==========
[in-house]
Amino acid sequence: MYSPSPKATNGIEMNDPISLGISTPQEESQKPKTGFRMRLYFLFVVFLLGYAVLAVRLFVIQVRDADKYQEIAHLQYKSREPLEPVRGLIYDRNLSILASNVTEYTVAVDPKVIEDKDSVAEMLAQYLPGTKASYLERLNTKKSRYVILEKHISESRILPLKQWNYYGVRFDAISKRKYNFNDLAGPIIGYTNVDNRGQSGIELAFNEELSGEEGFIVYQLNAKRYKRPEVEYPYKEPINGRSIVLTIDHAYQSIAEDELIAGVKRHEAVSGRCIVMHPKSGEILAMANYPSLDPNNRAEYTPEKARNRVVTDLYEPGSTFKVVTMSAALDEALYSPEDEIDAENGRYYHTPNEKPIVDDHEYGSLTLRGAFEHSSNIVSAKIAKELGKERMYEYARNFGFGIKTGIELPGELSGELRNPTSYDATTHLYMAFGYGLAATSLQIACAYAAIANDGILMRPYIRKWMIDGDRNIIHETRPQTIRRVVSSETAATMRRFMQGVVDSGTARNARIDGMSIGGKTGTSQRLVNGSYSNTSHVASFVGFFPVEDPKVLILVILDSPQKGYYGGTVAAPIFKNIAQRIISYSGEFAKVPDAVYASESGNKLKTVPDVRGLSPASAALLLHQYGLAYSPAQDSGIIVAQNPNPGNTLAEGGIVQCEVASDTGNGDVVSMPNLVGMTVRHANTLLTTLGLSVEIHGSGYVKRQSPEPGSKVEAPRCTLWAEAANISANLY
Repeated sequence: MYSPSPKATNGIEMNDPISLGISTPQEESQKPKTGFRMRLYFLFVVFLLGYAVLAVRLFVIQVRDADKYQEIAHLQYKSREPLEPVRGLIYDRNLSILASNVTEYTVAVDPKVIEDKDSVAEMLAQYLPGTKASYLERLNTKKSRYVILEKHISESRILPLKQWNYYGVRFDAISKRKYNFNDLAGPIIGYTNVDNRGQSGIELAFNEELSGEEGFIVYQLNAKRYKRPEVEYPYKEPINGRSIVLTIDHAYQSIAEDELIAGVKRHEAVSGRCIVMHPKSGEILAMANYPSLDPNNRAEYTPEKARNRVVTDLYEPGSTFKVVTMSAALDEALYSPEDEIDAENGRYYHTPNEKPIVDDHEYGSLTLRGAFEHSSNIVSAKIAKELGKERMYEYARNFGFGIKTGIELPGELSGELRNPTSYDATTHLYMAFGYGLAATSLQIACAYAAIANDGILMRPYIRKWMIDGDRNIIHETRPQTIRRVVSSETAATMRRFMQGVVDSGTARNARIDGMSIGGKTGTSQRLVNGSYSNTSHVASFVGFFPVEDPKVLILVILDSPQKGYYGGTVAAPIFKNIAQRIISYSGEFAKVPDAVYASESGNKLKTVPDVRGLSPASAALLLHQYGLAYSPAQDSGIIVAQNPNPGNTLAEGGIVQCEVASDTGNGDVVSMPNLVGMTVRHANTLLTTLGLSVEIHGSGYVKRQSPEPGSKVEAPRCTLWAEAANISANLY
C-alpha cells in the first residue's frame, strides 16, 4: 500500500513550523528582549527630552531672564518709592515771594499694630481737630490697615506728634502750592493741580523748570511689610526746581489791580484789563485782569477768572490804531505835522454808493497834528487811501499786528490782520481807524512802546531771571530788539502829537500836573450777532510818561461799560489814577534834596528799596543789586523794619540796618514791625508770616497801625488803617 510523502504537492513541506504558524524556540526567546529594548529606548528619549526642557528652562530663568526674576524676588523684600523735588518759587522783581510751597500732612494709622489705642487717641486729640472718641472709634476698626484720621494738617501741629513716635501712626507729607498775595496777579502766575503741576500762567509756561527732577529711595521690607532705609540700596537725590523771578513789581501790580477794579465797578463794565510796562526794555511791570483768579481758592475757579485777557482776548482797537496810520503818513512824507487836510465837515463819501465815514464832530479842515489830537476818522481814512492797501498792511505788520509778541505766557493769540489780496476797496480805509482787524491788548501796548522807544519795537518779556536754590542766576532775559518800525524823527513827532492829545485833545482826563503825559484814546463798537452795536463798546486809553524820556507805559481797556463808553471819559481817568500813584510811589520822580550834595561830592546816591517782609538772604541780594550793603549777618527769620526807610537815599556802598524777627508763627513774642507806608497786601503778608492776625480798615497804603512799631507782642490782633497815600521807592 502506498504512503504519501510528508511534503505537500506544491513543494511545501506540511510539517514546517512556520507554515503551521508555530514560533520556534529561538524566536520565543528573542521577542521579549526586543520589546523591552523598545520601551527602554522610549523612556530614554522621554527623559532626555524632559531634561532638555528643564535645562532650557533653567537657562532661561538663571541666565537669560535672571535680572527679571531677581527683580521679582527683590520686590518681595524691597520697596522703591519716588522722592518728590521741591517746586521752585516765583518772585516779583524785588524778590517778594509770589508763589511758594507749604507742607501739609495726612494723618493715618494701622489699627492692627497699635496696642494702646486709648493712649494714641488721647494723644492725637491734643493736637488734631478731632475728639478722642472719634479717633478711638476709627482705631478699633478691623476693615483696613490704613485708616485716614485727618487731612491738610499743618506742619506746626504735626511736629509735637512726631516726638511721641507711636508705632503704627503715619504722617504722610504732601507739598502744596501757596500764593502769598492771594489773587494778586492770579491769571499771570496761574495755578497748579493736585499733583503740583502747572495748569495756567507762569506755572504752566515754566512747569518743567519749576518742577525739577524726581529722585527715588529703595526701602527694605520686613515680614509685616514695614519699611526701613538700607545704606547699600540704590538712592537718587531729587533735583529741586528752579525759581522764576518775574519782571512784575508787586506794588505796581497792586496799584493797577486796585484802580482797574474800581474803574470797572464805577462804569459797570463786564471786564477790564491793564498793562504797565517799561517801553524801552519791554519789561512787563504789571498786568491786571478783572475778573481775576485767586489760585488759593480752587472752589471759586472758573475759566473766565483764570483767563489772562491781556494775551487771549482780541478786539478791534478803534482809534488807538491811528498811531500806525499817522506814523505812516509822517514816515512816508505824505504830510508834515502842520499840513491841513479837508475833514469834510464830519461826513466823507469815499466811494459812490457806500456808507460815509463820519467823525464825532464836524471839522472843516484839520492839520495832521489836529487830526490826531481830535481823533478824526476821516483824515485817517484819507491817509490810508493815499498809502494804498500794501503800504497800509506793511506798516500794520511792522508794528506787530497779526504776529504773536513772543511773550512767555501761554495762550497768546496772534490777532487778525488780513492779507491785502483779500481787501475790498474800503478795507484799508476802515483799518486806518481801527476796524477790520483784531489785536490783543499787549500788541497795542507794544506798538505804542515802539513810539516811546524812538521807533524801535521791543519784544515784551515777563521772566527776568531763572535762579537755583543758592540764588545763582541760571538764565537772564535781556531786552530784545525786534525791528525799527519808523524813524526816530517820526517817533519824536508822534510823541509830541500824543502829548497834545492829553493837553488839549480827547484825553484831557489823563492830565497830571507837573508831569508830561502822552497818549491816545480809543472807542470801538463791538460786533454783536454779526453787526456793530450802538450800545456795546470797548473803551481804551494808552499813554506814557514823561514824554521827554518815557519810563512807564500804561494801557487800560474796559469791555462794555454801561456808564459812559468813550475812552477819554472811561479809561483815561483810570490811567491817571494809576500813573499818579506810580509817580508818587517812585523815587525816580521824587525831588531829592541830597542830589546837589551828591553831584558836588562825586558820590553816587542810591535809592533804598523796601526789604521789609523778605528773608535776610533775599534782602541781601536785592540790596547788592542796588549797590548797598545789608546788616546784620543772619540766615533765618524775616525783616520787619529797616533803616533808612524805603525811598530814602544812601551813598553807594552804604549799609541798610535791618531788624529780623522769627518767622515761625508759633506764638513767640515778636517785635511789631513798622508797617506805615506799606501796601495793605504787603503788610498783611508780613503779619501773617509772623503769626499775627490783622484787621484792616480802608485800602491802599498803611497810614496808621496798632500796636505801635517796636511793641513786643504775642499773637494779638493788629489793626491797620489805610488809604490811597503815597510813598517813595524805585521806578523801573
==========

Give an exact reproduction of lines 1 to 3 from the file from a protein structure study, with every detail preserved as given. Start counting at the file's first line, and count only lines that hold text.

[in-house]
Amino acid sequence: MYSPSPKATNGIEMNDPISLGISTPQEESQKPKTGFRMRLYFLFVVFLLGYAVLAVRLFVIQVRDADKYQEIAHLQYKSREPLEPVRGLIYDRNLSILASNVTEYTVAVDPKVIEDKDSVAEMLAQYLPGTKASYLERLNTKKSRYVILEKHISESRILPLKQWNYYGVRFDAISKRKYNFNDLAGPIIGYTNVDNRGQSGIELAFNEELSGEEGFIVYQLNAKRYKRPEVEYPYKEPINGRSIVLTIDHAYQSIAEDELIAGVKRHEAVSGRCIVMHPKSGEILAMANYPSLDPNNRAEYTPEKARNRVVTDLYEPGSTFKVVTMSAALDEALYSPEDEIDAENGRYYHTPNEKPIVDDHEYGSLTLRGAFEHSSNIVSAKIAKELGKERMYEYARNFGFGIKTGIELPGELSGELRNPTSYDATTHLYMAFGYGLAATSLQIACAYAAIANDGILMRPYIRKWMIDGDRNIIHETRPQTIRRVVSSETAATMRRFMQGVVDSGTARNARIDGMSIGGKTGTSQRLVNGSYSNTSHVASFVGFFPVEDPKVLILVILDSPQKGYYGGTVAAPIFKNIAQRIISYSGEFAKVPDAVYASESGNKLKTVPDVRGLSPASAALLLHQYGLAYSPAQDSGIIVAQNPNPGNTLAEGGIVQCEVASDTGNGDVVSMPNLVGMTVRHANTLLTTLGLSVEIHGSGYVKRQSPEPGSKVEAPRCTLWAEAANISANLY
Repeated sequence: MYSPSPKATNGIEMNDPISLGISTPQEESQKPKTGFRMRLYFLFVVFLLGYAVLAVRLFVIQVRDADKYQEIAHLQYKSREPLEPVRGLIYDRNLSILASNVTEYTVAVDPKVIEDKDSVAEMLAQYLPGTKASYLERLNTKKSRYVILEKHISESRILPLKQWNYYGVRFDAISKRKYNFNDLAGPIIGYTNVDNRGQSGIELAFNEELSGEEGFIVYQLNAKRYKRPEVEYPYKEPINGRSIVLTIDHAYQSIAEDELIAGVKRHEAVSGRCIVMHPKSGEILAMANYPSLDPNNRAEYTPEKARNRVVTDLYEPGSTFKVVTMSAALDEALYSPEDEIDAENGRYYHTPNEKPIVDDHEYGSLTLRGAFEHSSNIVSAKIAKELGKERMYEYARNFGFGIKTGIELPGELSGELRNPTSYDATTHLYMAFGYGLAATSLQIACAYAAIANDGILMRPYIRKWMIDGDRNIIHETRPQTIRRVVSSETAATMRRFMQGVVDSGTARNARIDGMSIGGKTGTSQRLVNGSYSNTSHVASFVGFFPVEDPKVLILVILDSPQKGYYGGTVAAPIFKNIAQRIISYSGEFAKVPDAVYASESGNKLKTVPDVRGLSPASAALLLHQYGLAYSPAQDSGIIVAQNPNPGNTLAEGGIVQCEVASDTGNGDVVSMPNLVGMTVRHANTLLTTLGLSVEIHGSGYVKRQSPEPGSKVEAPRCTLWAEAANISANLY